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June 4 2024 - 27 Iyar 5784

06/03/2024 04:30:03 PM


At irregular intervals over the 8 months since Hamas breached Israel’s border from the Gaza Strip various groups have implored the Israeli government to back off and stop the military effort in the densely populated stretch of land ruled by Hamas for two decades. Some good has come—though not since last November saw some of estimated 250 civilians taken captive and kidnapped on October 7.  

More recently, as various countries have grown restless with the real danger of a broader war in the Middle East, a few states have decided to recognize a state that does not exist but has been called Palestine. Not a very productive move from my point of view, but understandable for countries long beset by their own narratives derived from colonial occupation, geographic isolation and anxiety about their own viability. 

During last week, a new stepwise proposal was unveiled by the United States in partnership with other cooperators in the Abraham Accords. With direct reference to UN Resolution 218 of 29 November 1947, the foundation on which the land between the Jordan River and Mediterranean Sea was allocated with the intention of creating two entities, one for Palestinian/Arab residents under the British Mandate, one for the Zionist idea of a nation-state returning Jewish rule after nearly 2,000 years. 

While Hamas seems ready to at least talk about the stepwise approach, the Israeli cabinet has been less forthcoming. While disappointing the Israeli objection is unsurprising. The current elected cabinet, known as hamemshalah—the government—is a coalition of unlike parties. The agenda of some, particularly those parties who have threatened to leave the weak government should a rapid move to a cease fire eventuate, only points out more clearly how fragile the coalition has always been. 

Before this threat, Prime Minister Netanyahu had expressed doubts about the suggestion. He is now entrapped by the thin tissue of unity holding him in office. The demands he faces to continue his quest to eliminate Hamas permanently, which is a tall order, flies in the face of 36,000 reported civilian deaths in Gaza. At the same time, the lack of success in bringing out more captives has produced a maelstrom of public demonstrations and private demands to the government. People are languishing, dying, and sorely missed in their captivity. Surviving relatives will not rest until they make their way home, or can be laid to rest in Israeli cemeteries.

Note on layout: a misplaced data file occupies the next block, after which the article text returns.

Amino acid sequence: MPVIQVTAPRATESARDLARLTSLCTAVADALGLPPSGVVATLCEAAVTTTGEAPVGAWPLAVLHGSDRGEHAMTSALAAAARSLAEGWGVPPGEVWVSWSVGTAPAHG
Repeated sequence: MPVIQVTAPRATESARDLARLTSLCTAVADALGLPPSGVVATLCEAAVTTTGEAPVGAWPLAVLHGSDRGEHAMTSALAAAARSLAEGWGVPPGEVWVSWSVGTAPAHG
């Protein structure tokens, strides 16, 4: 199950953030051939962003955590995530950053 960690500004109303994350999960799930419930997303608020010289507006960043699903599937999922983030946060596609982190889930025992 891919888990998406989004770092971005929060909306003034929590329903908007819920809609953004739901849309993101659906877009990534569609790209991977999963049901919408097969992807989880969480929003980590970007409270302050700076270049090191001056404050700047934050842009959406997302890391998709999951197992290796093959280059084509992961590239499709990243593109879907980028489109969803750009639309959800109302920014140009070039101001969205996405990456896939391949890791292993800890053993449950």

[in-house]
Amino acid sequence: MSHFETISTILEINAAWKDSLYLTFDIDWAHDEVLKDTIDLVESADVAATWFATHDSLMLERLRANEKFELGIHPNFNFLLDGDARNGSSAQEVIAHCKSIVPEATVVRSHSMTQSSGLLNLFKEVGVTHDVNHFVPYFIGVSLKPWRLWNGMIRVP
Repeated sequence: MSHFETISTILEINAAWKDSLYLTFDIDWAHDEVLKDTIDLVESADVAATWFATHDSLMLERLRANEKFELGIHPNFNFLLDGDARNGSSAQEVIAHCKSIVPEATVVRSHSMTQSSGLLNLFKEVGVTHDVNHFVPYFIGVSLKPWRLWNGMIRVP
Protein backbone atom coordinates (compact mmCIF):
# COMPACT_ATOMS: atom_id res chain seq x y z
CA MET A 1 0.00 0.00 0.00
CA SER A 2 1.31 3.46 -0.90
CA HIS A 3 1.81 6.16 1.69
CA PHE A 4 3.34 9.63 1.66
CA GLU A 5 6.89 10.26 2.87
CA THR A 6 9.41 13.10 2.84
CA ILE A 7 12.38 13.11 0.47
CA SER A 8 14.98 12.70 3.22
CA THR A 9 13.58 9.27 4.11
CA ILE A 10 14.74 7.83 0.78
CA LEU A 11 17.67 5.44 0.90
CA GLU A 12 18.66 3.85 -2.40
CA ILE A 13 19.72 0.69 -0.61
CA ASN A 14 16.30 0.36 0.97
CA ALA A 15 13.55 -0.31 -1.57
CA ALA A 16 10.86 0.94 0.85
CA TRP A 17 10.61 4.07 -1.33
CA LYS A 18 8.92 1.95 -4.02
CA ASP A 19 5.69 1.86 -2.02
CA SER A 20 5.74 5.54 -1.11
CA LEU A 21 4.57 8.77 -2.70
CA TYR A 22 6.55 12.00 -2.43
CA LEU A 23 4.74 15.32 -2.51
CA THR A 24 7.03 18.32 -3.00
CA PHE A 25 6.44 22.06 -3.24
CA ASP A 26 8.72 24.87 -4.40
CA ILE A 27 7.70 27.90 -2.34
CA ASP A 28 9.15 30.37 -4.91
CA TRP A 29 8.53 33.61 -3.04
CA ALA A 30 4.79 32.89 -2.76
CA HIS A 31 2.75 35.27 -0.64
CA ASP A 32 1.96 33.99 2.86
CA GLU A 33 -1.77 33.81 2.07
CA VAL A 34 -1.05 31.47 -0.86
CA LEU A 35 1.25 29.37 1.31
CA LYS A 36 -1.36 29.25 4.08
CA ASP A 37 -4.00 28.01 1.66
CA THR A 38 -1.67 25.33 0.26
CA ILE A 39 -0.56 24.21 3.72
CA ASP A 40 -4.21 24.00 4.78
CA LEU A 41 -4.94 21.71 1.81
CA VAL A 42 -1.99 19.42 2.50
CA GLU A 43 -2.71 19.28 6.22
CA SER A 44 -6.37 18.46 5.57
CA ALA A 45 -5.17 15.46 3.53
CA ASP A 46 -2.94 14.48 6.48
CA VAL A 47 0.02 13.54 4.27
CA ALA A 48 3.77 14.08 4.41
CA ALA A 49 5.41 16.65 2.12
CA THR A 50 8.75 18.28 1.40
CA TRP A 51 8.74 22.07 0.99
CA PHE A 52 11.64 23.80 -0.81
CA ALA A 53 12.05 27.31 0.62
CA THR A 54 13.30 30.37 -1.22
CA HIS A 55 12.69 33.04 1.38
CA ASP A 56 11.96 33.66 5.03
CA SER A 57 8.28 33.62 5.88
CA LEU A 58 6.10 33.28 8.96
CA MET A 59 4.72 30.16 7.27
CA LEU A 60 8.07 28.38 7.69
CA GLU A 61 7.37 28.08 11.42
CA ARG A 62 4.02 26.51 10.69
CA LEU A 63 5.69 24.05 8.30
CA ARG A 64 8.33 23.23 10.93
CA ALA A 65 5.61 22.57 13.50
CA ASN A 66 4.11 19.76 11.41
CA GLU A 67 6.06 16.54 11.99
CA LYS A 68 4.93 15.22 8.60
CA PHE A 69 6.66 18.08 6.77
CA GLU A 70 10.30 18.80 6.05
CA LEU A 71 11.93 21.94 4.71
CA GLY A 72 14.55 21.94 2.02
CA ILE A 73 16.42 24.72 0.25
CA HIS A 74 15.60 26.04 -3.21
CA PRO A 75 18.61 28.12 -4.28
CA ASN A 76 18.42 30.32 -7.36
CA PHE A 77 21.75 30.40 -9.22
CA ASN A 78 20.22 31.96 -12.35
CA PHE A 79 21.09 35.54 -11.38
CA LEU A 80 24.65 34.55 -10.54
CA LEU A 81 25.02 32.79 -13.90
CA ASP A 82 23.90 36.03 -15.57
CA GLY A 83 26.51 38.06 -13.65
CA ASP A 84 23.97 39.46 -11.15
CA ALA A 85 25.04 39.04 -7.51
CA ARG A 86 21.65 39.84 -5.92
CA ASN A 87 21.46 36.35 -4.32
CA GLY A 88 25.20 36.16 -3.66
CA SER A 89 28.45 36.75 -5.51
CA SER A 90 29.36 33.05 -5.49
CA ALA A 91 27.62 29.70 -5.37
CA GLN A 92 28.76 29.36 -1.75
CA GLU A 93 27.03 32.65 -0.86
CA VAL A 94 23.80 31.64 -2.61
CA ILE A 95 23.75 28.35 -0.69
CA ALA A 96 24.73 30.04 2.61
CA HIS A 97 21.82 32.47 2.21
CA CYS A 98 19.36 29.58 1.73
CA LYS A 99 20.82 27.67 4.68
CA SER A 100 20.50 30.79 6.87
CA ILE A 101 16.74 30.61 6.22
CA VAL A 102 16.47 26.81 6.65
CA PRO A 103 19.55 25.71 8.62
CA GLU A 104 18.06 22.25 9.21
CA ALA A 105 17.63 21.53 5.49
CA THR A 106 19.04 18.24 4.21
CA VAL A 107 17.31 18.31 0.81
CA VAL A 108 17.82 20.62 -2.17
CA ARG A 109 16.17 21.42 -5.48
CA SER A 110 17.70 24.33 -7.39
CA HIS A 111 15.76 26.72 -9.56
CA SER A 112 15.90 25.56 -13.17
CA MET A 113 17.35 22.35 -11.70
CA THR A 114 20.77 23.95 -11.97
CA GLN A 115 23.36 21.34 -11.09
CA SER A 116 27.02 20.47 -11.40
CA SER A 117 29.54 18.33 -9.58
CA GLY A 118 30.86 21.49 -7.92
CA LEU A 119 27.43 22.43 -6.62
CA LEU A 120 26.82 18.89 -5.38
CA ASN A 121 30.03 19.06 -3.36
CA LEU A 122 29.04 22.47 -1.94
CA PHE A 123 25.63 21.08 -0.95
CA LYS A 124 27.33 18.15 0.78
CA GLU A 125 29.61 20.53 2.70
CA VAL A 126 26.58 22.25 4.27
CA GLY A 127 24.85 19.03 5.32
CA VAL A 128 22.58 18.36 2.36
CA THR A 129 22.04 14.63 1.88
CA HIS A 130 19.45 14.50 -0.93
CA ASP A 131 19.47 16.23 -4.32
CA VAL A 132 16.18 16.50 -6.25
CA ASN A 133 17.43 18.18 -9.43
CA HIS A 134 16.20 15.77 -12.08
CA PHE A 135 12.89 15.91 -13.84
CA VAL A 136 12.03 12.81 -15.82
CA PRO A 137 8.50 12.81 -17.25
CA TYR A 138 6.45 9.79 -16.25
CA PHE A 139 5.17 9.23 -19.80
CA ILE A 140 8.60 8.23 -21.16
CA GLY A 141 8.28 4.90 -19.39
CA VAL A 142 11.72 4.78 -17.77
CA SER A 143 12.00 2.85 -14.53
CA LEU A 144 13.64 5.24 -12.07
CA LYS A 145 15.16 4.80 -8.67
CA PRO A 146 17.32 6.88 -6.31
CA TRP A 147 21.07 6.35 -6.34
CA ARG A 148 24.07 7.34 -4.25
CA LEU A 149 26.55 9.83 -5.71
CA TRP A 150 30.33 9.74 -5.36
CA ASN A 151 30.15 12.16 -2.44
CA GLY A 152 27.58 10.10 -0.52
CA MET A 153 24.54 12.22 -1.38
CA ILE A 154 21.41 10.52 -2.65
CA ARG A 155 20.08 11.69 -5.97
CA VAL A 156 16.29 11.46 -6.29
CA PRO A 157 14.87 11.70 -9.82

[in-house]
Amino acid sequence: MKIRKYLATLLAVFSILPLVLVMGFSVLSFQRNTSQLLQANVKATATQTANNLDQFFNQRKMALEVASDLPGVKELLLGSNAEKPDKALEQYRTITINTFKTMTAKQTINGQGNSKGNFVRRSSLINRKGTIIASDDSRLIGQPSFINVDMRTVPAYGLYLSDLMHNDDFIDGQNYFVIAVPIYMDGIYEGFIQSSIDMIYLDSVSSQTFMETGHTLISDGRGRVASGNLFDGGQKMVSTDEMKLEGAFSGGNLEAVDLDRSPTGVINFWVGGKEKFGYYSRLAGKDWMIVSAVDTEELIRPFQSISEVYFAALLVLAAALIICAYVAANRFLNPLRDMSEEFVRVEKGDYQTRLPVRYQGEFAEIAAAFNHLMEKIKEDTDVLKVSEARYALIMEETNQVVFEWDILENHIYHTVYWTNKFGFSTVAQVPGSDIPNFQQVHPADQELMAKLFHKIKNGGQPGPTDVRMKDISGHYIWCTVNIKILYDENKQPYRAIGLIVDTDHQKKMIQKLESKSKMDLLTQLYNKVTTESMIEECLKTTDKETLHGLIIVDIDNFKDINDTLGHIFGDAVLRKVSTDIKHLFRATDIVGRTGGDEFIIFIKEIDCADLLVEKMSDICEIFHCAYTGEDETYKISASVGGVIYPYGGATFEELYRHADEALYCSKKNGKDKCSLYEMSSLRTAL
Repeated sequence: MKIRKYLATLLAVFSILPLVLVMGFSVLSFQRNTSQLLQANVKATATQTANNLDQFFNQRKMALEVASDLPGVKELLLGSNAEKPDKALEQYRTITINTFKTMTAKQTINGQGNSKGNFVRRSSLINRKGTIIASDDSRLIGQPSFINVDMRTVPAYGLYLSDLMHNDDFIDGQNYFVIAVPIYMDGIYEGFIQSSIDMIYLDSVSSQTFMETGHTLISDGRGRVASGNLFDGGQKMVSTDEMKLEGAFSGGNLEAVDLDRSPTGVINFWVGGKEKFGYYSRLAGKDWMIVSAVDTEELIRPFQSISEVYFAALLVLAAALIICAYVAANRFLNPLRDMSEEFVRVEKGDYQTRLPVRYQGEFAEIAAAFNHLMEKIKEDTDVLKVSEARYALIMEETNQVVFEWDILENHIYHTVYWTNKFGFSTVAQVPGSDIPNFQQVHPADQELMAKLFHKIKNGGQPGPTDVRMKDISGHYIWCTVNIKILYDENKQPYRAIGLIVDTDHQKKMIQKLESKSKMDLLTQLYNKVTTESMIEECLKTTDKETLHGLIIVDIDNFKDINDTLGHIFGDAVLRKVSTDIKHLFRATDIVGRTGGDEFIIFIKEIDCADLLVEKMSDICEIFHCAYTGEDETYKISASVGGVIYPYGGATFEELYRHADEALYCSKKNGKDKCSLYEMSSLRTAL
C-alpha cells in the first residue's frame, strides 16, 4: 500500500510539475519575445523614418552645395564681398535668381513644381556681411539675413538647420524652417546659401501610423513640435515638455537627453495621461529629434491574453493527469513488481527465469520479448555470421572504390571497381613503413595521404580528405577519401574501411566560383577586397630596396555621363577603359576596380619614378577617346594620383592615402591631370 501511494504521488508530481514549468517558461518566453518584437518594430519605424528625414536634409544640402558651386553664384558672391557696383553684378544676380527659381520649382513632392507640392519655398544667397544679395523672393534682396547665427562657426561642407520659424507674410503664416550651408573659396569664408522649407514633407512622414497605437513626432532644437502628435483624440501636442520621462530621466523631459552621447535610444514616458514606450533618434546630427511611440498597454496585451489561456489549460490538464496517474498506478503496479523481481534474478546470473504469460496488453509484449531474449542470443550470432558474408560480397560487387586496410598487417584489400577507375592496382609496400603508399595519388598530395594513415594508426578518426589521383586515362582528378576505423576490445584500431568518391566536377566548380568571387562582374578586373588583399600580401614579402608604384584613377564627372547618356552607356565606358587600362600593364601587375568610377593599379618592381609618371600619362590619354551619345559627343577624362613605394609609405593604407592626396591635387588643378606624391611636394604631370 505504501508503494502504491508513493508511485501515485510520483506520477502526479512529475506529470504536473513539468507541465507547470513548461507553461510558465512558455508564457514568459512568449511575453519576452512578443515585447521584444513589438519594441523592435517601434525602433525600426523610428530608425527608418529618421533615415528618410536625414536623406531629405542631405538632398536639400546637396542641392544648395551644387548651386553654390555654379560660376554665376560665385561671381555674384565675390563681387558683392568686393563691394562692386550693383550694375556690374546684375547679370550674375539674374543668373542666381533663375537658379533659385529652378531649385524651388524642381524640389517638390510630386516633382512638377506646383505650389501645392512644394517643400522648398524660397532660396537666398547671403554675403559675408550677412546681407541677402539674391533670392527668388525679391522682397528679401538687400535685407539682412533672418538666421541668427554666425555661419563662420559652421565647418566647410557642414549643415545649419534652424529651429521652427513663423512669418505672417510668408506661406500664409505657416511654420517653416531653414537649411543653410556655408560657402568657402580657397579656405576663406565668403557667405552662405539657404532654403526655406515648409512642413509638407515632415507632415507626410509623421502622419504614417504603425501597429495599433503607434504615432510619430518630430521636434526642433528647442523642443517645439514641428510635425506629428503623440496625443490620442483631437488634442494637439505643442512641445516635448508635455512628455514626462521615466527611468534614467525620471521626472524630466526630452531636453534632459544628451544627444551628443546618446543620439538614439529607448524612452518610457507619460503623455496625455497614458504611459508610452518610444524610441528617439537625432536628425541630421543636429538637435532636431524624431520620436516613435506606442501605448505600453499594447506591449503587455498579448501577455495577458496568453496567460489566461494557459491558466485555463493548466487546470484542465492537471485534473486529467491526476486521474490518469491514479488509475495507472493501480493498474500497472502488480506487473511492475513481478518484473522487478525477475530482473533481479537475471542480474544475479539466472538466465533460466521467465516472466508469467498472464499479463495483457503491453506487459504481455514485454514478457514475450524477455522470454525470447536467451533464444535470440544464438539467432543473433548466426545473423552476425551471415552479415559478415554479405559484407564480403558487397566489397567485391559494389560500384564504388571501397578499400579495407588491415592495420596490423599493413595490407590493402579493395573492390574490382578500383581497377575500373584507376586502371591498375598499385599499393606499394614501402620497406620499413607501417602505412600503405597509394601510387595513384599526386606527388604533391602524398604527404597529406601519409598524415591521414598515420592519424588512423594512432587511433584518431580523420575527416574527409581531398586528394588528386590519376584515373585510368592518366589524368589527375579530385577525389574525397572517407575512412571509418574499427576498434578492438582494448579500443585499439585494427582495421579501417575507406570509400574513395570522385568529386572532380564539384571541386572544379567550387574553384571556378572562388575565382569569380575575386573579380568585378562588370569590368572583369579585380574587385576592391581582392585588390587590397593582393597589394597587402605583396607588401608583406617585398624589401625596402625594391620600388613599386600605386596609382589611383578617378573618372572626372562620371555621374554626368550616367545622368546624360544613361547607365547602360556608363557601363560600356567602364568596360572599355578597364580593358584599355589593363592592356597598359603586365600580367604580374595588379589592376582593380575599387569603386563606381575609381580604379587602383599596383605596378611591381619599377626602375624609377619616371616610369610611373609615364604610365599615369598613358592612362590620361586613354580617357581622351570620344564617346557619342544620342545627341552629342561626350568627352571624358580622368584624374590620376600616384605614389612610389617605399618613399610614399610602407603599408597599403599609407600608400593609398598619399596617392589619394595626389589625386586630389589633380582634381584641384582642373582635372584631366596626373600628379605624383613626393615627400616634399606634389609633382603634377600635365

Don’t get me wrong here: an agreement ending open hostilities has much to offer to Israel, Israelis and Jews in the diaspora. The unrest in cities in the US and Europe as friends of Palestine play heart strings while not assigning blame to Hamas for unleashing storms of destruction have produced an ugly antisemitism subjecting Jews outside the combat zone to torrents of abuse. That can only be arrested when the thunder of war fades and the civilian population of Gaza has a sense of security. 

This is a new, real and painful dilemma for a Jewish community motivated by altruism regarding the Arab population and by self-preservation and ahavat yisraeil —the love of Israel—simultaneously. An approach-avoidance conflict of epic proportions is creating divisions among various groups within the Jewish population. 

I am optimistic that there will be a resolution at some point in the future. 9 million Israeli lives rely upon it. Yet an atmosphere like that which treated the 59th Israel Day Parade in New York City on June 2, where caution was elevated, and suspicion became the norm for the day can only have a chilling effect upon the relationship between Jews in chutz la’aretz—living outside the land of Israel— and Israelis.  

Jewish unity, comity, and cooperative solidarity are necessary ingredients for a healthy Jewish world. May this be achieved. Soon. In our time. Let us not rest until Jerusalem knows peace.

Thu, July 18 2024 12 Tammuz 5784